Date: Jan 27, 2013 5:27 PM Author: Jesse F. Hughes Subject: Re: ZFC and God WM <mueckenh@rz.fh-augsburg.de> writes:

> On 27 Jan., 19:56, "Jesse F. Hughes" <je...@phiwumbda.org> wrote:

>> WM <mueck...@rz.fh-augsburg.de> writes:

>> > On 27 Jan., 19:21, "Jesse F. Hughes" <je...@phiwumbda.org> wrote:

>> >> WM <mueck...@rz.fh-augsburg.de> writes:

>> >> > On 27 Jan., 18:44, "Jesse F. Hughes" <je...@phiwumbda.org> wrote:

>>

>> >> >> Anyway, you haven't proved that there is a function

>>

>> >> >> f:{1,...,k} -> {0,...,9}

>>

>> >> >> as required by *your* definition of terminating decimal, so you have

>> >> >> not shown that 0.777... is a terminating decimal.

>>

>> >> > You are wrong. Can't you understand? All natural numbers are finite.

>> >> > Why the heck should I define a single k?

>>

>> >> Because, of course, you accepted the following definition:

>>

>> >> Let x be a real number in [0,1]. We say that x has a terminating

>> >> decimal representation iff there is a natural number k and a

>> >> function f:{1,...,k} -> {0,...,9} such that

>>

>> >> x = sum_i=1^k f(i) * 10^-i.

>>

>> > I did not fix k but only assumed that it is a natural number.

>>

>> Pardon me?

>>

>> Look, you said that a number has terminating decimal representation

>> iff there is some k and f such that blah blah blah. Thus, to show

>> that a number *does* have a terminating decimal representation is

>> equivalent to showing that there is, in fact, a k and f satisfying the

>> above.

>

> Of course. But why should we agree on a special k? Every natural

> number will do. So we only have to know that k is one of those natural

> numbers that belong to FISONs. As long as we work in FISONs we cannot

> have a non-terminating decimal.

I honestly have no idea what you're trying to say here. Why not

simply prove that there is such a k and f?

>>

>> What could be more obvious than this?

>

> Remember the Binary Tree to answer your doubts. Do you believe that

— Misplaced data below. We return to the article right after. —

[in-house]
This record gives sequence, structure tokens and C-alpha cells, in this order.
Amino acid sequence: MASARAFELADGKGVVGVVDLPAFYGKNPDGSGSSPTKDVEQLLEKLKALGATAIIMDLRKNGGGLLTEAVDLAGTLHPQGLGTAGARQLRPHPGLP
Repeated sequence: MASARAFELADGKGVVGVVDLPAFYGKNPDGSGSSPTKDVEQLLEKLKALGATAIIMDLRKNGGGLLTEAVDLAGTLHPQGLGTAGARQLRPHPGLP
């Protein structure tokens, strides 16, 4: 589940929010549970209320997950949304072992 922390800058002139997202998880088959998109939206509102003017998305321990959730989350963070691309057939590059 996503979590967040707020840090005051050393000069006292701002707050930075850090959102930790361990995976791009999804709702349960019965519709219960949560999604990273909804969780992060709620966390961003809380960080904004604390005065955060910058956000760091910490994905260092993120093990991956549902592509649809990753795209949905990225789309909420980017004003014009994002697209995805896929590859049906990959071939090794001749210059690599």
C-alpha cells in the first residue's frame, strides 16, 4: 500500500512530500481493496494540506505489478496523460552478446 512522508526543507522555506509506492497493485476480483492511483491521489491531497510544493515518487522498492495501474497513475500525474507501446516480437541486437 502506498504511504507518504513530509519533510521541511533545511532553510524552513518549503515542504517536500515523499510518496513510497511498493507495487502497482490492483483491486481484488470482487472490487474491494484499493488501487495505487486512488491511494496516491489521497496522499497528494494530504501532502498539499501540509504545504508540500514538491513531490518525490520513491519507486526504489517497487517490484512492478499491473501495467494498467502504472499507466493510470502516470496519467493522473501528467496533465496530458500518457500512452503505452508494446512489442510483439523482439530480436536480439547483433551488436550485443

> the set of all FISONs is definable in ZF? Is every FISON finite? Is

> there a fixed k limiting all FISONs? No.

As you said before, let's keep analogies out of this.

>> > You have no cause to claim the contrary, since there is no index

>> > (natural number) infinitely many counts away from the decimal point.

>>

>> Are you asking me to prove that 0.777... does not have a terminating

>> decimal representation? I would be happy to do so, if needed.

>

> I am doubting that when working in FISONs you can find an index of a

> diagonal number that requires to leave the set of FISONs (with respect

> to the indexes of the digits).

>

>> it follows *FROM THE AGREED DEFINITION* that 0.777... has no

>> terminating decimal representation.

>

> Show that in your 0.777..., and in particular in the anti-diagonal of

> a list of terminating decimals, there is an index k that does not

> belong to a FISON {1, 2, ..., n}.

Utterly irrelevant to the matter at hand. Evidently, you don't

understand the definition you agreed to.

> As long as you refuse there is no reason to believe you, because

> every index in a FISON belongs to a FISON (finite initial set or

> sequence of natural numbers). Why do you try to deny that?

Who ever denied that?

My interest is waning here. We have a definition, but you refuse to

apply it (or, perhaps, are too stupid to understand it) in order to

prove what you claim.

Please, just show me that there is a function

f:{1,...,k} -> {0,...,9}

such that

0.777... = sum_i=1^k f(k) * 10^-i,

and I will concede that 0.777... has a terminating decimal

representation.

And if you cannot do that, then I will not concede the point but

rather conclude you cannot show what you claim.

--

"This sucks," said a Pennsylvania State University student [...] " Why

can't the college let me do what I want to do with my computer? The

school computer security guys are being way more annoying than the

spyware was." -- A student pines for his disabled spyware